16. Abel's Theorem Simplifies Reduction of Order

    ERIC Educational Resources Information Center

    Green, William R.

    2011-01-01

    We give an alternative to the standard method of reduction or order, in which one uses one solution of a homogeneous, linear, second order differential equation to find a second, linearly independent solution. Our method, based on Abel's Theorem, is shorter, less complex and extends to higher order equations.

  17. FAST TRACK COMMUNICATION Quasi self-adjoint nonlinear wave equations

    NASA Astrophysics Data System (ADS)

    Ibragimov, N. H.; Torrisi, M.; Tracinà, R.

    2010-11-01

    In this paper we generalize the classification of self-adjoint second-order linear partial differential equation to a family of nonlinear wave equations with two independent variables. We find a class of quasi self-adjoint nonlinear equations which includes the self-adjoint linear equations as a particular case. The property of a differential equation to be quasi self-adjoint is important, e.g. for constructing conservation laws associated with symmetries of the differential equation.

  18. Binomial moment equations for stochastic reaction systems.

    PubMed

    Barzel, Baruch; Biham, Ofer

    2011-04-15

    A highly efficient formulation of moment equations for stochastic reaction networks is introduced. It is based on a set of binomial moments that capture the combinatorics of the reaction processes. The resulting set of equations can be easily truncated to include moments up to any desired order. The number of equations is dramatically reduced compared to the master equation. This formulation enables the simulation of complex reaction networks, involving a large number of reactive species much beyond the feasibility limit of any existing method. It provides an equation-based paradigm to the analysis of stochastic networks, complementing the commonly used Monte Carlo simulations. PMID:21568538

  19. Bogomol'nyi equations of classical solutions

    NASA Astrophysics Data System (ADS)

    Atmaja, Ardian N.; Ramadhan, Handhika S.

    2014-11-01

    We review the Bogomol'nyi equations and investigate an alternative route in obtaining it. It can be shown that the known Bogomol'nyi-Prasad-Sommerfield equations can be derived directly from the corresponding Euler-Lagrange equations via the separation of variables, without having to appeal to the Hamiltonian. We apply this technique to the Dirac-Born-Infeld solitons and obtain the corresponding equations and the potentials. This method is suitable for obtaining the first-order equations and determining the allowed potentials for noncanonical defects.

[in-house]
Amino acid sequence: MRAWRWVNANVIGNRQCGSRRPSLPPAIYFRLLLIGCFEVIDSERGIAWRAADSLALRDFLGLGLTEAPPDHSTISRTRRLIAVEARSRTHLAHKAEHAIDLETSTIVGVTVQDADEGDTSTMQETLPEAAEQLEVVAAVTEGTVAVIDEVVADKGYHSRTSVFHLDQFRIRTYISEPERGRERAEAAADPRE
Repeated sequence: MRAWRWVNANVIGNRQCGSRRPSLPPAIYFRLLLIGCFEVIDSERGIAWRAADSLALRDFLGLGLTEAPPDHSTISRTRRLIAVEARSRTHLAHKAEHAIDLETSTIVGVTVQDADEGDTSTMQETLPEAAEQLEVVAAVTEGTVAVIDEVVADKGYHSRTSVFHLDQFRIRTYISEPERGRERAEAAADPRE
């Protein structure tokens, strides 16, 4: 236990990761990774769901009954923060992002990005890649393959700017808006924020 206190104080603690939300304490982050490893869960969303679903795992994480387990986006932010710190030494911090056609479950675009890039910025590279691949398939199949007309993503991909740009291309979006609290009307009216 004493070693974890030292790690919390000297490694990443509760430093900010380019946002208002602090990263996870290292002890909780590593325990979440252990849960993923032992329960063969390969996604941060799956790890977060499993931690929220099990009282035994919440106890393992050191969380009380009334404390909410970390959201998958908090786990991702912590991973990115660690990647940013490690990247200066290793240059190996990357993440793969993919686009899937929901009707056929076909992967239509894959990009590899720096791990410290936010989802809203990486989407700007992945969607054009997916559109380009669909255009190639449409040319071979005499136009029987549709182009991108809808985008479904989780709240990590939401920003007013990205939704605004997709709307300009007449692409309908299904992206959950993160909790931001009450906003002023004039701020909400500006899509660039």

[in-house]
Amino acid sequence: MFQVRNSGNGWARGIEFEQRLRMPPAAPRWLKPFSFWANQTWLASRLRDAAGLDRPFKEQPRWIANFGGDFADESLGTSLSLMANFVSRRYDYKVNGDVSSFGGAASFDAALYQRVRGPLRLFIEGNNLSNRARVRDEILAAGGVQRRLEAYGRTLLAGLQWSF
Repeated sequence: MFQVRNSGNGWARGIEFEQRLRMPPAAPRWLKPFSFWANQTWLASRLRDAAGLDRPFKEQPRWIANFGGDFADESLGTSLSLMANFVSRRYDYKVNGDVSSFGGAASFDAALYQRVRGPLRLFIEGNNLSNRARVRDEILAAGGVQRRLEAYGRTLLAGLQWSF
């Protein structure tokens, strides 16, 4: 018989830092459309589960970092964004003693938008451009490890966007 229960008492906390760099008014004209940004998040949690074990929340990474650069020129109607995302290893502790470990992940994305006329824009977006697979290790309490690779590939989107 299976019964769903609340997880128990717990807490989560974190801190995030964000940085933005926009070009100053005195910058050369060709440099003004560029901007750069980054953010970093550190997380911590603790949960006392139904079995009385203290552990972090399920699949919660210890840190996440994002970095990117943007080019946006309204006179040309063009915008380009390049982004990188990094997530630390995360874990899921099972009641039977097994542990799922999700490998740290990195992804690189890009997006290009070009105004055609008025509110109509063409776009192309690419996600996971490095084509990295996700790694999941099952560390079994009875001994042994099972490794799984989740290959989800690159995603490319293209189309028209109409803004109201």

20. Duffing's Equation and Nonlinear Resonance

    ERIC Educational Resources Information Center

    Fay, Temple H.

    2003-01-01

    The phenomenon of nonlinear resonance (sometimes called the "jump phenomenon") is examined and second-order van der Pol plane analysis is employed to indicate that this phenomenon is not a feature of the equation, but rather the result of accumulated round-off error, truncation error and algorithm error that distorts the true bounded solution onto…

  1. Ordinary Differential Equation System Solver

    1992-03-05

    LSODE is a package of subroutines for the numerical solution of the initial value problem for systems of first order ordinary differential equations. The package is suitable for either stiff or nonstiff systems. For stiff systems the Jacobian matrix may be treated in either full or banded form. LSODE can also be used when the Jacobian can be approximated by a band matrix.

  2. The telegraph equation in charged particle transport

    NASA Technical Reports Server (NTRS)

    Gombosi, T. I.; Jokipii, J. R.; Kota, J.; Lorencz, K.; Williams, L. L.

    1993-01-01

    We present a new derivation of the telegraph equation which modifies its coefficients. First, an infinite order partial differential equation is obtained for the velocity space solid angle-averaged phase-space distribution of particles which underwent at least a few collisions. It is shown that, in the lowest order asymptotic expansion, this equation simplifies to the well-known diffusion equation. The second-order asymptotic expansion for isotropic small-angle scattering results in a modified telegraph equation with a signal propagation speed of v(5/11) exp 1/2 instead of the usual v/3 exp 1/2. Our derivation of a modified telegraph equation follows from an expansion of the Boltzmann equation in the relevant smallness parameters and not from a truncation of an eigenfunction expansion. This equation is consistent with causality. It is shown that, under steady state conditions in a convecting plasma, the telegraph equation may be regarded as a diffusion equation with a modified transport coefficient, which describes a combination of diffusion and cosmic-ray inertia.